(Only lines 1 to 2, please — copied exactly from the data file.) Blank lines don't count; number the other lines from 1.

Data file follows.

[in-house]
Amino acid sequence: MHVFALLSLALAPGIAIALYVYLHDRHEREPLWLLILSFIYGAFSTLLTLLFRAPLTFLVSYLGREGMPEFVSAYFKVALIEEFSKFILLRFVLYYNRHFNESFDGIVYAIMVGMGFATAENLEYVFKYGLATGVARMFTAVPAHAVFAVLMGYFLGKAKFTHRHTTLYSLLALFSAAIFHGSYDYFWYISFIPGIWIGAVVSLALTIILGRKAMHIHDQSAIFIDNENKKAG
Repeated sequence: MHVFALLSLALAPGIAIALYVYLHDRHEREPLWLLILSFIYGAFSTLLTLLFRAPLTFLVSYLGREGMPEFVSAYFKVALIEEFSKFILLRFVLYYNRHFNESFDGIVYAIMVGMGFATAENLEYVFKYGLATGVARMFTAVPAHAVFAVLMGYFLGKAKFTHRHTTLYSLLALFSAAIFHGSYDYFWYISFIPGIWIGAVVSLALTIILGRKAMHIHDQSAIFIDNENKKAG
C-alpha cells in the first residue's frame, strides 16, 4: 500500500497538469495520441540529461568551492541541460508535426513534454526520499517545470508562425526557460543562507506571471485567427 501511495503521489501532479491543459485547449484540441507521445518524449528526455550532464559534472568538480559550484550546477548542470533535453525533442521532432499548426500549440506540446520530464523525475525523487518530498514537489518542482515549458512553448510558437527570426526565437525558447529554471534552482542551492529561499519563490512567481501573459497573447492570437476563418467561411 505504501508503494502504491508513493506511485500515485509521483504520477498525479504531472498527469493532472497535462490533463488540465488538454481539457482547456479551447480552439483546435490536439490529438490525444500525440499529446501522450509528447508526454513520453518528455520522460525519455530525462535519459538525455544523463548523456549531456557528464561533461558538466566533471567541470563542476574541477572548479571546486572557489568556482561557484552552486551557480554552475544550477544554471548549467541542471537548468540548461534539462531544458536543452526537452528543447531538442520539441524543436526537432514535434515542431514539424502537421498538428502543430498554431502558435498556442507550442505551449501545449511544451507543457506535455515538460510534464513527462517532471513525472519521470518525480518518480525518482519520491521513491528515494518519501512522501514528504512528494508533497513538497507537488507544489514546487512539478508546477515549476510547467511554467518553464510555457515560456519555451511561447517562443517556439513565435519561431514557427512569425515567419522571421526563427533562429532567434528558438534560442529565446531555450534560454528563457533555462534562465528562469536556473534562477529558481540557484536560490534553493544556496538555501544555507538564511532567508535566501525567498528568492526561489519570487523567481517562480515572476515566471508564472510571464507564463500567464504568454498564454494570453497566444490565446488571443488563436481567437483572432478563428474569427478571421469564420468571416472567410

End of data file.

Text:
[in-house]
Amino acid sequence: MHVFALLSLALAPGIAIALYVYLHDRHEREPLWLLILSFIYGAFSTLLTLLFRAPLTFLVSYLGREGMPEFVSAYFKVALIEEFSKFILLRFVLYYNRHFNESFDGIVYAIMVGMGFATAENLEYVFKYGLATGVARMFTAVPAHAVFAVLMGYFLGKAKFTHRHTTLYSLLALFSAAIFHGSYDYFWYISFIPGIWIGAVVSLALTIILGRKAMHIHDQSAIFIDNENKKAG